reapplying materials over their existing work. If a
child wants a portion to be saved, then you should
protect and respect that portion as much as possible.
One idea could be covering the area to be saved
Children love to create, especially when there
are materials on hand, readily available for them
to use. Have a box of recycled items, such as paper
towel tubes, small boxes (the size of pudding or gra-
nola bars), and egg cartons, handy for whenever a
quick project is needed. A roll of masking tape can
be kept right in the box for quick access as well.
A box sculpture
The most wonderful thing about doing a group
box sculpture is that it is a child-led community-
building activity. It gives children the opportunity
to make decisions about how to paint and design
the project. A group box sculpture is also a good
opportunity to help children develop their under
standing of what it means to work together: to
creatively and cohesively decide on how to work
together and how to gain a mutual understanding.
It’s possible that your group box sculpture will start
off in one direction and end up as something totally
different—which is half the fun!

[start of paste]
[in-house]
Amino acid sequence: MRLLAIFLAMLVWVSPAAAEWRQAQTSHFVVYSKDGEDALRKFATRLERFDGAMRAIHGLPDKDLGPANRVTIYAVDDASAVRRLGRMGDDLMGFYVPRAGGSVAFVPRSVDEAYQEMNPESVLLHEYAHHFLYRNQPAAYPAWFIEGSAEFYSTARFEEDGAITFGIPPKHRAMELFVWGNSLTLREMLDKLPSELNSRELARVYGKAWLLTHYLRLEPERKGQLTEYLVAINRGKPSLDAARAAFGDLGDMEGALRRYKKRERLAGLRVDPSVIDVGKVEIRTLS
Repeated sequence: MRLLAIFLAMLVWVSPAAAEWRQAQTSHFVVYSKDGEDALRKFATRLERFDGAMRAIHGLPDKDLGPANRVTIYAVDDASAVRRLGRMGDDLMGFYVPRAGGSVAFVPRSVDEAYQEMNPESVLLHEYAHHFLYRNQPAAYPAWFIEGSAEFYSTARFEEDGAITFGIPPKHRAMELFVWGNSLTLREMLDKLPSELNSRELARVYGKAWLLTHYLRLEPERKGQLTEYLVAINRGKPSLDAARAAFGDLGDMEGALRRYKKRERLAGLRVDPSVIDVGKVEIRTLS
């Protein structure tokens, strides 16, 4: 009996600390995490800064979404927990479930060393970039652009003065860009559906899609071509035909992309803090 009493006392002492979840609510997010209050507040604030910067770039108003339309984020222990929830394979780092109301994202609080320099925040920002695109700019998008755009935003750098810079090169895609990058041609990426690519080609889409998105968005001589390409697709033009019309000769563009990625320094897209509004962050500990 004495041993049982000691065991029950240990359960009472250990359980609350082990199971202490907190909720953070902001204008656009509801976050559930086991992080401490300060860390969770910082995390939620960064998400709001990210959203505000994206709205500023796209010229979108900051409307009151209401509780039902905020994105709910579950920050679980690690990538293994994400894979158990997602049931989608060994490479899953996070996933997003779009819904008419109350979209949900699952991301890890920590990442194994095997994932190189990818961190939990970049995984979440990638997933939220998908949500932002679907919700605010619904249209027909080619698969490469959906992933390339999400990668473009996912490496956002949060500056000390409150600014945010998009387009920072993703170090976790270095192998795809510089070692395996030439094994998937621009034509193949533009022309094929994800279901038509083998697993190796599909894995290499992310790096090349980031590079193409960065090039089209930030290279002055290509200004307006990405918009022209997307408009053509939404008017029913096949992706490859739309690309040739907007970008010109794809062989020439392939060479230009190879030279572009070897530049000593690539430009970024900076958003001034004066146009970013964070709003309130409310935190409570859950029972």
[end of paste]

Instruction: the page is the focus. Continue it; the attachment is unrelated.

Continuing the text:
creative and authentic art 59
Example One: House Sculpture
When doing a theme unit about families, we decided
to make a classroom house. The project started with
one big box, several smaller boxes, and paper towel
tubes. The project took several days. On day one, we
built the structure. We started with several colors of
masking tape and glue. The children went straight
for the tape and began taping right onto the boxes.
They then began connecting the boxes, which was
a good starting point to get the children involved
as a group and to make the structure stable. As it
got bigger and more elaborate, an adult stood by,
ready to help as needed. It was amazing to hear
the children’s language while observing them and
to watch their plans unfold throughout the entire
process. That evening, I retaped any loose parts and
added glue for strength, knowing the next stage of
building was approaching.
Day two consisted of painting. We offered the
children a variety of paints, brushes, and rollers
and allowed them to paint as they desired. On day
three, we offered the children the tape again and
Cray-Pas. By now, of course, they had taken com-
plete ownership of the project. Some children had
their own ideas about what to add, and others just
plain enjoyed adding their parts while exploring
the materials. One child discovered while coloring
the sides of the box that the walls needed “wall
paper” and asked for paper. What a great idea! I
gave her paper, and she colored it and then taped
it to the side of the house sculpture.
Then, for another two days the house sculp-
ture and the remaining materials were available
for those still interested to continue working on it.
Finally, I cut out photos of each child and placed
them on the outside of the house sculpture, com-
pleting our classroom community! Documentation
panels were created with the children’s language
and their photos taken during the house-sculpture-
making process, and these were hung over the
house sculpture for the families to enjoy. It was a
great beginning project!